Roundy's Strengths Are Being Ignored

Yet there are some important positives that Roundy's possesses which Wall Street is not giving any credit for, including some that can only be seen by its customers or those very familiar with the local competitive landscape here in Wisconsin. Some of these things cannot be discerned from financial reports. These following points I plan to explore in greater detail in forthcoming SA articles where I focus on RNDY:

  1. The fact that Pick N Save has been able to command such an outstanding market share (historically and currently) is being underestimated. To wit, Jewel-Osco, the #1 market share leader by far in Chicago, has tried more than once over the years to gain a foothold in Pick N Save territory and failed, abandoning its attempts. I remember shopping at the Jewel-Osco stores that were in Milwaukee and not being impressed compared to Pick N Save. If this Chicago #1 market share leader (outselling 2nd place Dominick's (NYSE:SWY) by almost 3-fold) cannot compete with Pick N Save, then it stands to reason that Pick N Save is a top notch competitor (as I have always felt). Thus Pick N Save seems likely to hold up relatively well against the new competition, compared with how other regional supermarket chains have fared. Relatively well, I would argue, could be good enough to make the stock worth a whole lot more than $5 a share and potentially a multi-bagger from here.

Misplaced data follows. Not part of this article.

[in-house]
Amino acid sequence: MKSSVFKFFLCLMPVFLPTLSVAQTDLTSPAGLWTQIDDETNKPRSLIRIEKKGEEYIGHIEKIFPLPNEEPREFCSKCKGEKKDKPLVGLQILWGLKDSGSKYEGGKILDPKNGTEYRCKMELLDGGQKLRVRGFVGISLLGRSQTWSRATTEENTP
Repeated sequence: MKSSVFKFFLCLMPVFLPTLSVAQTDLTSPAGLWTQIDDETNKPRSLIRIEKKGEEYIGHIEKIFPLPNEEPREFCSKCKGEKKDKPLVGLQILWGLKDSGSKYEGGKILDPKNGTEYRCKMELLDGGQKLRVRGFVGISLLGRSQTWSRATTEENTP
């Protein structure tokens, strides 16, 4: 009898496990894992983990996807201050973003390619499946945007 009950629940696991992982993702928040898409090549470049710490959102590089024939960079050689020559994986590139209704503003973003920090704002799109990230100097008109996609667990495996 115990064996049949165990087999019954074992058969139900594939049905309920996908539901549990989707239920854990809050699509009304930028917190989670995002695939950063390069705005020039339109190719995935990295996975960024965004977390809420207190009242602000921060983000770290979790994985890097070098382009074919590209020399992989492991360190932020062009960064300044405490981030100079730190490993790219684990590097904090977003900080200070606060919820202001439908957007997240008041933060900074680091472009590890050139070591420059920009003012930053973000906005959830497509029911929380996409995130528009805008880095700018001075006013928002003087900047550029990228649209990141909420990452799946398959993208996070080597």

2. Pick N Save had experimental promotional and pricing goofs in Q3 '12 that impacted margins and earnings and caused the $.06 miss for the quarter, in my opinion. The stock cratered badly on the earnings miss ($.20 vs $.26 estimated) as Wall Street assumed this portended an earnings trajectory to come due to the increasing competition. However, as a frequent customer able to view the highly experimental promotions of Q3 firsthand (i.e. Monopoly and "customer-centric") I believe Q3 was largely an anomaly. Thus analyst estimates are now likely overly pessimistic for the coming quarters. Let's just say that as a more tuned-in long time customer it was easy to see the dramatic experimentation in promotion and pricing policy during the third quarter and how it was bleeding cash at the registers temporarily.